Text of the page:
The mating to produce this Wellington cup winner was to a stallion named The Son a one race winner of the unraced stallion Noble Bijou, while the dam was an unplaced mare named
 Virginia Lake by Royal Loch. he had bred her on the 3/4 cross of Fishermans Wharf and Alcide,
both by Alycidon out of a daughter by King Salmon. he was breeding for a colt as her pedigree suited a colt only and getting a filly was a disappointment so he decided when he sent her to stud he needed to balance this breeding further and hope for a colt and  he looked for a stallion with a son of Alcide and thus found The Son, standing at $1000 in Hawkes Bay, This stallion also carried the reverse cross through Aureole of Alycidon, Hyperion over daughter of Donatello and Alycidon is by Donatello out of a daughter of Hyperion.
Additionally, the second dam of Virginia Lake, named Plum Lane was a full sister to another good horse Bill bred, named Lancelot. He won 9 Races including 2 x Group 3 races in Victoria ran 2nd in the G1 Underwood Stakes plus the Adelaide Cup as well as being placed twice in 2 x Group 2 races and once in a Group 3 race, Bill had seen Oakville the sire of Lancelot was line-bred to Sans Souci and that was why he mated Lancelot's dam Cordon to him as her sire Broiefort carried an independent line of Sans Souci in the correct place.
I had spoken to Bill a few times over the years and was impressed by the amount of study he did to select the matings and with these results, you would have to agree he knew what he was doing when it came to linebreeding.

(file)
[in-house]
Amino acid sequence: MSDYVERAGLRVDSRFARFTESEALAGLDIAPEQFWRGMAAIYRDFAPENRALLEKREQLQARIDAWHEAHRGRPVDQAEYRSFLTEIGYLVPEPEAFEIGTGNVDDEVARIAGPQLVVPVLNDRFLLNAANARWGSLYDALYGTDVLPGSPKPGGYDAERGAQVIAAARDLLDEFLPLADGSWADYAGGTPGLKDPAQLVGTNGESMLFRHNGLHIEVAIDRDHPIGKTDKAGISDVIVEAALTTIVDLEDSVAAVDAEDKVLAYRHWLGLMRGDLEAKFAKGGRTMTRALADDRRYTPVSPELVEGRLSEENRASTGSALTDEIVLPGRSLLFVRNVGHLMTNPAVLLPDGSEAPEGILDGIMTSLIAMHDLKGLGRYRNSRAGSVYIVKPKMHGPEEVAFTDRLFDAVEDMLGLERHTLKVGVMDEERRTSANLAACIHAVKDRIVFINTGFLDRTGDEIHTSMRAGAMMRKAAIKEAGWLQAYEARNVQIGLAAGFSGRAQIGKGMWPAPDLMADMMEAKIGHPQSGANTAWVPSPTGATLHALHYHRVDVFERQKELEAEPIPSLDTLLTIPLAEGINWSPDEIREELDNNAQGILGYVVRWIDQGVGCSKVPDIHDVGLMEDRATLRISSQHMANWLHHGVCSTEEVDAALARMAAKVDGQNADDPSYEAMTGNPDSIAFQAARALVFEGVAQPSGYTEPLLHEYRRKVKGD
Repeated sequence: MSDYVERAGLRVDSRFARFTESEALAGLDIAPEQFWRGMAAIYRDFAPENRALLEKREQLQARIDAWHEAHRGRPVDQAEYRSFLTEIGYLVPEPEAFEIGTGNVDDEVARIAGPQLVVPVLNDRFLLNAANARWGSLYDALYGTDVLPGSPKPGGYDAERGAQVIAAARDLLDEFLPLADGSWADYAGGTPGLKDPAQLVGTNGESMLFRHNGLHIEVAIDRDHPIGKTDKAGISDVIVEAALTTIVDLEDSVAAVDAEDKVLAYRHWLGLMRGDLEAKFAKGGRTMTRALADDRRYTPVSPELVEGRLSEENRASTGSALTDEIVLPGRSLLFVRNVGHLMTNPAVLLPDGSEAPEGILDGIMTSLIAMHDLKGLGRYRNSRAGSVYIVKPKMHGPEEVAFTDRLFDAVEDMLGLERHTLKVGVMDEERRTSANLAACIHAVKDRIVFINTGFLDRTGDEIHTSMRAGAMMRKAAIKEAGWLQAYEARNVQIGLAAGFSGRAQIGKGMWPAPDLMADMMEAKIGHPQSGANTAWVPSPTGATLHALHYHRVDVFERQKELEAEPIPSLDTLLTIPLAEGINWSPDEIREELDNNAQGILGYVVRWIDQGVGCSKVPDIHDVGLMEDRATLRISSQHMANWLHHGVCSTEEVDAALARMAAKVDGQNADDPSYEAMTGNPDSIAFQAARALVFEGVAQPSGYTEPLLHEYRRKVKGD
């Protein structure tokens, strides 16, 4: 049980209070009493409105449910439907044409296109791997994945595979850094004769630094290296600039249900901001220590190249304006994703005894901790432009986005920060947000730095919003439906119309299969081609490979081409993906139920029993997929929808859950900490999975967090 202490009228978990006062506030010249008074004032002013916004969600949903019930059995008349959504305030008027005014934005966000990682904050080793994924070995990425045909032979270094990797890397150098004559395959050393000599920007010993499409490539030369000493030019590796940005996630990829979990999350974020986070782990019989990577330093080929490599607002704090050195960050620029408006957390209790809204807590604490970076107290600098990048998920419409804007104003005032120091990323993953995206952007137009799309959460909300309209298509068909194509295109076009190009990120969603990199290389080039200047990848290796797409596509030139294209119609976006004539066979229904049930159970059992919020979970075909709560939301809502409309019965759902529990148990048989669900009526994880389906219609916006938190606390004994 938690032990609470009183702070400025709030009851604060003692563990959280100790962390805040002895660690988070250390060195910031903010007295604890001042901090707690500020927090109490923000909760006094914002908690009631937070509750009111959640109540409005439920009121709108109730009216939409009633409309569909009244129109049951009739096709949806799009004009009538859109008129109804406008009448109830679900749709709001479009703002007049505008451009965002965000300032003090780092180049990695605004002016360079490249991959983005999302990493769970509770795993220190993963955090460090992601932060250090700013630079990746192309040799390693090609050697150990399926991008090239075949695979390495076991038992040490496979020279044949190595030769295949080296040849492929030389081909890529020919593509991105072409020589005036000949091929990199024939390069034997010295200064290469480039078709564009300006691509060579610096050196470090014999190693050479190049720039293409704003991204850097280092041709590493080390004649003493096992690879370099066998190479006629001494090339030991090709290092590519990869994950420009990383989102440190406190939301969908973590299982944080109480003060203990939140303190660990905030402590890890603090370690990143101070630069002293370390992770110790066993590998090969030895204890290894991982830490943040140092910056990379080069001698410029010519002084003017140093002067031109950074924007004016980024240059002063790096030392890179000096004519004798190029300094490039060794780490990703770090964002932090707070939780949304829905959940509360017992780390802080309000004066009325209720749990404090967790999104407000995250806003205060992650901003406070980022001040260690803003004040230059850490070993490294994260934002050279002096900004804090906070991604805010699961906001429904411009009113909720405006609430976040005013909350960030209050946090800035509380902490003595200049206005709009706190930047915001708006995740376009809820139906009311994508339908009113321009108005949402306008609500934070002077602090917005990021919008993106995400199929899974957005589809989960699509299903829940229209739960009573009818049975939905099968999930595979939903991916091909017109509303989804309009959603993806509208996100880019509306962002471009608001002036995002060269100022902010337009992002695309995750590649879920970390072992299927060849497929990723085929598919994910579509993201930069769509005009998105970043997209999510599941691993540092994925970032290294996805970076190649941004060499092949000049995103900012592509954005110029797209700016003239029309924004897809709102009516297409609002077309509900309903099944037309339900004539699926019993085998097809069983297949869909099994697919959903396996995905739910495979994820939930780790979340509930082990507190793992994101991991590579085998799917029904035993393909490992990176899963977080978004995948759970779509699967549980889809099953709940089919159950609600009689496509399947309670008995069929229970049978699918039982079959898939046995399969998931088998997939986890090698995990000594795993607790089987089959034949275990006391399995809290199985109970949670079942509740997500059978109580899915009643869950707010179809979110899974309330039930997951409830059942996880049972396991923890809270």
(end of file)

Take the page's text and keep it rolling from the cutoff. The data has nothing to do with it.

Below is the pedigree of Oarsman to study and follow my writings.

Click here and after redirection click on the image to enlarge


If this story is true, this will give heart to breeders that don’t know anything about line breeding and prefer to rely on luck. The story that I read years ago, was that a Mr L Chapman had a mare he had bred to a couple of times. She was called Timing and up the road, a stallion named Time and Again. So he thought, seeing as they both have time in their name, he would walk Timing up to be served. The result was our greatest stayer of all time,
 Il Tempo, winner of two Auckland Cups and the Wellington Cup in world record time, along with other staying races. He was the third foal but first, on this mating, Timing went back twice more to produce the mare, Two Timing and another colt called Perpetual. I have looked at
IL Tempo's pedigree and the balanced line breeding in this mating has the sires Chaucer, backed up by his sire, St Simon, Cicero, The Tetrarch, Bona Vista and Hampton,- how appropriate that this sire was Harold’s surname. I would rate this mating very highly on my analysis and so it proved.

 Grey Way (the Washdyke Wonder) 1973 NZ Horse Of The Year, who won 51 races and paid a dividend in 99 out of his 164 lifetime starts, winning the group one Easter Handicap in 1977, his jockey, Bob Skelton was reported to have said after he was congratulated on a great ride “that he just went where the horse took him”. He was line bred 6F,7F x 6m to The Tetrarch who was voted the best British trained two-year-old of the 20th Century. When might we expect to see another
 Sir Slick (‘The People’s Champion’) who had 151 starts, 22 wins, 61 dividends and over $2 million in stakes? Due to the way we select stallions to stand in NZ now, I do not think so.

Night Raid, his sire carries to Phar Lap, Stockwell 5M, 7F, 7M, 7M and the full brother Rataplan in the 7th generation to a daughter plus King Tom a half-brother 7F,7M,7F and a  stallion named Buccaneer in the 6th generation.